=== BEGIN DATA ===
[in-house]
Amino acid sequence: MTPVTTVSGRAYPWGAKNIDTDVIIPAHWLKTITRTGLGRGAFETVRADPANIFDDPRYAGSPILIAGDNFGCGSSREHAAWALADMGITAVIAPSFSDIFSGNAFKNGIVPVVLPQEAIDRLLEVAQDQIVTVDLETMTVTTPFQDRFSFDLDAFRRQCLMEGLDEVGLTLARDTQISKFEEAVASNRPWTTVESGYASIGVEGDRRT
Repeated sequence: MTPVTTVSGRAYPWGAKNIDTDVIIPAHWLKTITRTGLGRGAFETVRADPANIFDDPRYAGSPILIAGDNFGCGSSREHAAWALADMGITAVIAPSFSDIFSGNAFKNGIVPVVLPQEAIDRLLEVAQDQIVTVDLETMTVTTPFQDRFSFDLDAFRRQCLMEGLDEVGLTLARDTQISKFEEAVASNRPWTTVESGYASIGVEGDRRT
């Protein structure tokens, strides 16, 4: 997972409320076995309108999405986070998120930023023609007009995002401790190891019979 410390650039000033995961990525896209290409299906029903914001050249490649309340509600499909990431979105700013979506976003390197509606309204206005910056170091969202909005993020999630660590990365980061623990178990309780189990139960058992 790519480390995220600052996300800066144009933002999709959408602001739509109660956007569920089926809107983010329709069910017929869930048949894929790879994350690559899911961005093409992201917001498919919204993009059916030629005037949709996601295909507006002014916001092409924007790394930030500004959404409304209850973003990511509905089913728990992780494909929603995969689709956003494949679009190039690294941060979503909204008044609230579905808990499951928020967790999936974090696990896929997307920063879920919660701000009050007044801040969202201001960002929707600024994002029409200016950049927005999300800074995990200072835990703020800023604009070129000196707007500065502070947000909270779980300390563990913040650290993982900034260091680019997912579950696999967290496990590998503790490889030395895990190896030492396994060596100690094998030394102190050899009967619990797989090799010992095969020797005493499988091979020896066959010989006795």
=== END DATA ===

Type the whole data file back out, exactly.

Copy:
[in-house]
Amino acid sequence: MTPVTTVSGRAYPWGAKNIDTDVIIPAHWLKTITRTGLGRGAFETVRADPANIFDDPRYAGSPILIAGDNFGCGSSREHAAWALADMGITAVIAPSFSDIFSGNAFKNGIVPVVLPQEAIDRLLEVAQDQIVTVDLETMTVTTPFQDRFSFDLDAFRRQCLMEGLDEVGLTLARDTQISKFEEAVASNRPWTTVESGYASIGVEGDRRT
Repeated sequence: MTPVTTVSGRAYPWGAKNIDTDVIIPAHWLKTITRTGLGRGAFETVRADPANIFDDPRYAGSPILIAGDNFGCGSSREHAAWALADMGITAVIAPSFSDIFSGNAFKNGIVPVVLPQEAIDRLLEVAQDQIVTVDLETMTVTTPFQDRFSFDLDAFRRQCLMEGLDEVGLTLARDTQISKFEEAVASNRPWTTVESGYASIGVEGDRRT
């Protein structure tokens, strides 16, 4: 997972409320076995309108999405986070998120930023023609007009995002401790190891019979 410390650039000033995961990525896209290409299906029903914001050249490649309340509600499909990431979105700013979506976003390197509606309204206005910056170091969202909005993020999630660590990365980061623990178990309780189990139960058992 790519480390995220600052996300800066144009933002999709959408602001739509109660956007569920089926809107983010329709069910017929869930048949894929790879994350690559899911961005093409992201917001498919919204993009059916030629005037949709996601295909507006002014916001092409924007790394930030500004959404409304209850973003990511509905089913728990992780494909929603995969689709956003494949679009190039690294941060979503909204008044609230579905808990499951928020967790999936974090696990896929997307920063879920919660701000009050007044801040969202201001960002929707600024994002029409200016950049927005999300800074995990200072835990703020800023604009070129000196707007500065502070947000909270779980300390563990913040650290993982900034260091680019997912579950696999967290496990590998503790490889030395895990190896030492396994060596100690094998030394102190050899009967619990797989090799010992095969020797005493499988091979020896066959010989006795």